Title

The Use of Psychological Tests by Australian Psychologists Who do Assessments for the Courts

Document Type

Journal Article

Publisher

Australian Psychological Society

Faculty

Computing, Health and Science

School

Psychology

RAS ID

238

Comments

This article was originally published as: Martin, M., Allan, A. , & Allan, M. M. (2001). The use of psychological tests by Australian psychologists who do assessments for the courts. Australian Journal of Psychology, 53, 77-82. Original article available here

Abstract

Psychological tests form a central part of most forensic assessments. However, the tests used, and the manner in which they are used, have been criticised, especially in the United States. In a survey of 79 Australian psychologists who do evaluations for the courts, we tried to determine which psychological tests they use, how frequently they use them, and their reasons for using particular tests. Our survey reveals that the Wechsler Intelligence Scales, Rey Complex Figure Test, and Minnesota Multiphasic Personality Inventory (MMPI) are used most frequently. Notably, 7 of the 10 most frequently used instruments were neuropsychological tests. Respondents most frequently take into account the “suitability to the situation” and the “psychometric properties of the test” when selecting a test. The study demonstrates that the tests used by forensic psychologists are generally well established in the clinical field, and that psychologists doing assessments for the courts must be competent users of neuropsychological tests.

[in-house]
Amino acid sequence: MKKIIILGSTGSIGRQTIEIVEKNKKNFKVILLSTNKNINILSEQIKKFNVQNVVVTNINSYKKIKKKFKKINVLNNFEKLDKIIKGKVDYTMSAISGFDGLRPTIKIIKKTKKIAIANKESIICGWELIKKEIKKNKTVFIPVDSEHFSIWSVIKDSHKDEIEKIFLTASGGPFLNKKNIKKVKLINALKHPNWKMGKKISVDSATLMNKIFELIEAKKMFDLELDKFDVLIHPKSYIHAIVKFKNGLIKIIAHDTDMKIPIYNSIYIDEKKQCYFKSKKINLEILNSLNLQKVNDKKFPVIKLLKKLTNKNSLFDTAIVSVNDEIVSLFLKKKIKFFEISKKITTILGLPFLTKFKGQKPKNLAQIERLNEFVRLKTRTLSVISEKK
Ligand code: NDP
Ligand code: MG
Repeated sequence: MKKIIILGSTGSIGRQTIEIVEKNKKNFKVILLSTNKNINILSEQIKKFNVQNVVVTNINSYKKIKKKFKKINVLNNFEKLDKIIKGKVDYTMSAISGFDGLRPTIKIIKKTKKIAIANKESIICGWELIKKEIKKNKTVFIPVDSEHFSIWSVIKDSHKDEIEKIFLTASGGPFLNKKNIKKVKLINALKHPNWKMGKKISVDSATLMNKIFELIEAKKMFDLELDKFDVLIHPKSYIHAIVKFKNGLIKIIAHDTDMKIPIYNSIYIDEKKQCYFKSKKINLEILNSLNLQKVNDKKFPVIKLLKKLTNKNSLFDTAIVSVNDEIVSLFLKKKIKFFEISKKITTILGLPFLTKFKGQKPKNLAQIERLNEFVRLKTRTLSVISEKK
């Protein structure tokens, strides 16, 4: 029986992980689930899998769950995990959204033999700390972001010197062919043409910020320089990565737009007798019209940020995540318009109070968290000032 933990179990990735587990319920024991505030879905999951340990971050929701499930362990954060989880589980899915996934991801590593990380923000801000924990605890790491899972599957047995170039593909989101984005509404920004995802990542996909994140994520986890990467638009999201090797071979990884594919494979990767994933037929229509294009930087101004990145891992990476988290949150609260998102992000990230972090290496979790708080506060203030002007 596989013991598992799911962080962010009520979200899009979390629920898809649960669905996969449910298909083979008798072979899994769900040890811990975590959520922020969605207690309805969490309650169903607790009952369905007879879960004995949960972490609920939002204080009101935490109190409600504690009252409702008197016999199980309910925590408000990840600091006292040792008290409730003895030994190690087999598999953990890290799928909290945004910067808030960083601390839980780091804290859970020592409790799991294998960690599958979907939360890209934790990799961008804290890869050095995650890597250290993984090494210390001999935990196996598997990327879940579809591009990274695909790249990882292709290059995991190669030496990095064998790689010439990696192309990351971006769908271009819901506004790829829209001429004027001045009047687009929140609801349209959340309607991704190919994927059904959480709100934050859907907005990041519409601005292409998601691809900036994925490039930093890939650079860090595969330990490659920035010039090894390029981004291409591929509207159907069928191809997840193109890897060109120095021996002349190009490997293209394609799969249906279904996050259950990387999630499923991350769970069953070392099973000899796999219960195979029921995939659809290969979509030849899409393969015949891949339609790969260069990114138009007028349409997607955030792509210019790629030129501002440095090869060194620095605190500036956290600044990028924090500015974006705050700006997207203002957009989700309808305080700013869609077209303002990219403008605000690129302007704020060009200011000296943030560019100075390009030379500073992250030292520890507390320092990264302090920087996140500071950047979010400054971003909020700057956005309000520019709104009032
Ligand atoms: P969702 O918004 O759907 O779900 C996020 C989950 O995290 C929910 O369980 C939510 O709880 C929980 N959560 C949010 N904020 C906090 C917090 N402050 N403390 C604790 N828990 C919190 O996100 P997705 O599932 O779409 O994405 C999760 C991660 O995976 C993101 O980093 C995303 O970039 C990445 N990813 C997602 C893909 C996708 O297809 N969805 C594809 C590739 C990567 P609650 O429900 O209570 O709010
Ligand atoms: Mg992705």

DOI

10.1080/00049530108255127

 

Link to publisher version (DOI)

10.1080/00049530108255127